The Princess is a showcase for the talents of Joey King, but the film is overwrought with over-the-top villains and redundant action scenes.
This review of the Hulu film The Princess (2022) does not contain spoilers.
Joey King is a young actress with a built-in audience, and for the most part, she holds her own in the new Hulu action film, The Princess, a new movie that looks at medieval action pictures through the new me-too movement lens. It is an exciting choice in her career. King shows the willingness to not look perfect in every shot. She is battered and bruised. Her hair is matted, she is sweaty and bleeding, and according to a simple Google search, she did 85% to 90% of her stunts. It has rough and tumble action, but this is not The Last Duel. If anything, this feels like a young adult or CW incarnation of dozens of better movies we have seen.
King plays The Princess, an unbreakable young woman who is trying desperately to fall hardbitten to male toxicity. Her father, the King (Ed Stoppard), has no male heir. To protect his kingdom with a smooth transition of power upon his death, he offers up his daughter to a cruel, pretty boy, Julius (Dominic Cooper, every casting director’s go-to for that description). Because, of course, only a man can take the throne. The Princess will have nothing of it as she has been training to be a knight all her life.
By whom, you ask? Her trainer is Linh (Ngô Thanh Vân), who teaches her how to fight with a sword and her mind. With the approval of her mother, the Queen (Alex Reid), the Princess refuses to marry Julius, which causes him to lock her at the top of the remote tower. (Like most of these films that lock away women, they make sure to lock her away with only the best views the kingdom has to offer). From there, it is a chase to escape the clutches of the evil heir and save her family.
The Princess was directed by Le-Van Kiet (Gentle) and written by Ben Lustig and Jake Thornton. It is enjoyable through the first two acts because the film, despite its plot, never entirely takes itself too seriously. For one, King combines enough comedy with action to make scenes feel believable and even exciting. A nice mixture that many films of the genre tend to forget. The set-piece, though, tends to be clunky and does not transition as well as it should. This is a function of the writing that I like to classify as a videogame script. The Princess is fighting her way down the tower for the movie’s first hour. Essentially, each floor is a level, and she must beat and take on increasingly more armored bad guys as she proceeds.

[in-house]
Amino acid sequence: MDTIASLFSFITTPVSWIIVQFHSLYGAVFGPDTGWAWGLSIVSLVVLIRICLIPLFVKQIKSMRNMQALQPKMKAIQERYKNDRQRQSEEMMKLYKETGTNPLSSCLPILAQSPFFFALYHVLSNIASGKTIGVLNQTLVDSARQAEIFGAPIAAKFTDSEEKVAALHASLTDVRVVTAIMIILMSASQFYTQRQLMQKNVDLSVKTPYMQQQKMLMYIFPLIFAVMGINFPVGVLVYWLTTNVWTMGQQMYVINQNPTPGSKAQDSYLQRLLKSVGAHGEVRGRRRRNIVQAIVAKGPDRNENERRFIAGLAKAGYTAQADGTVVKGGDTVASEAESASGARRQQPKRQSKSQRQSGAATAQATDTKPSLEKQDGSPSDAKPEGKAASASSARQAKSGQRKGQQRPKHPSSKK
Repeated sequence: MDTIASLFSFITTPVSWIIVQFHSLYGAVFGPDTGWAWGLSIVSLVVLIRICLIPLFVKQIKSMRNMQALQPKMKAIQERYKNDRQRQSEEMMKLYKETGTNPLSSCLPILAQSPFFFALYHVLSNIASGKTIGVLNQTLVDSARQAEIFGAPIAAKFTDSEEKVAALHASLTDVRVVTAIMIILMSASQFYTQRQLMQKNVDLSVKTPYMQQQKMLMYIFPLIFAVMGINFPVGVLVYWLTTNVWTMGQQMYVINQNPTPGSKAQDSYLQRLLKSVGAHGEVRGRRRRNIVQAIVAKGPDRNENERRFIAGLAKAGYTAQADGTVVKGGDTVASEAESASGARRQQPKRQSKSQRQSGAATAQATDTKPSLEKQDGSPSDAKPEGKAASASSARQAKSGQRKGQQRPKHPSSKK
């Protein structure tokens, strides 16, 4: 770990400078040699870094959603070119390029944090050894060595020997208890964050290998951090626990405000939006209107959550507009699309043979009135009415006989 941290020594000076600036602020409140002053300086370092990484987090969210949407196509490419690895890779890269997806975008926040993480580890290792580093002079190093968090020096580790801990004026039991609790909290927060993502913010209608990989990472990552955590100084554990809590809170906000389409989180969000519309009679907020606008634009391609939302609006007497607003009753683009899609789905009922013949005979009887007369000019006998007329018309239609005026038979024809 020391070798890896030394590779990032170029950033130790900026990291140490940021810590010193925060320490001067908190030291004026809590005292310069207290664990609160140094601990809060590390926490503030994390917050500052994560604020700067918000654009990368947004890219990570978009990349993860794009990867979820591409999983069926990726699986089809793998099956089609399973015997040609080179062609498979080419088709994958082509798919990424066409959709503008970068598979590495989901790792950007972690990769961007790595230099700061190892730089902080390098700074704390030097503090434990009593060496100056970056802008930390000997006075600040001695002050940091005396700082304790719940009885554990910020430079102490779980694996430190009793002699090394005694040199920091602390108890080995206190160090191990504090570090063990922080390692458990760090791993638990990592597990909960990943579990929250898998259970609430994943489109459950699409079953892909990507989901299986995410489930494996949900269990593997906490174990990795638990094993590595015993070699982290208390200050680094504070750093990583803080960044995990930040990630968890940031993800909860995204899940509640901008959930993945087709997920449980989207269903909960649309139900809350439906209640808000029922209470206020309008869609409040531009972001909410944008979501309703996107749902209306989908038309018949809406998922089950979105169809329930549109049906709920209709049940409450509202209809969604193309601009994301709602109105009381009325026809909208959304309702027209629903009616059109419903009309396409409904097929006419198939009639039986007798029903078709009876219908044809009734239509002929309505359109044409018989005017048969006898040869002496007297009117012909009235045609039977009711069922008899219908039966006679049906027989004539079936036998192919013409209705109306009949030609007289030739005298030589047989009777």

The action also surprisingly works. Too often, there are action-adventure films where the hero takes on multiple people. Then, you see the attacker wait for the main character to turn around to strike them in the torso. Kiet and cinematographer Lorenzo Senatore (Hellboy) smartly use a camera trick to help with that effect. You will notice a scene where King fights off three men at a table when trying to free her family from the tower prison. When King strikes one man to the left, he falls off-camera because the lens then moves to the right for the next attack, and so on. Now, all the action is not pristine. For instance, you will get random groups of attacks just standing around when they should bum rush. You have others run and do somersaults when they can, you know, just lightly descend the stairs.
Unfortunately, the entire film in total does not work. The film has nice elements of comedy, including King and an amusing gag of a winded bad guy who keeps running around to find our hero but misses her. However, the third act is overwrought with obscenely over-the-top villains like Cooper’s Julius and his right-hand woman, Moira (Olga Kurylenko, Quantum of Solace). Multiple action scenes by the end begin to weigh down the script and are pure filler, even head-scratching when they escape from one room to go back, which is redundant. The ending does not work and is too cheesy for its own good.
You may have many, particularly the Gen-Z crowd, who will enjoy The Princess, which is fine — most mainstream hits are decided by youth. However, for all its positive attributes, The Princess does not outweigh the obvious flaws in execution.
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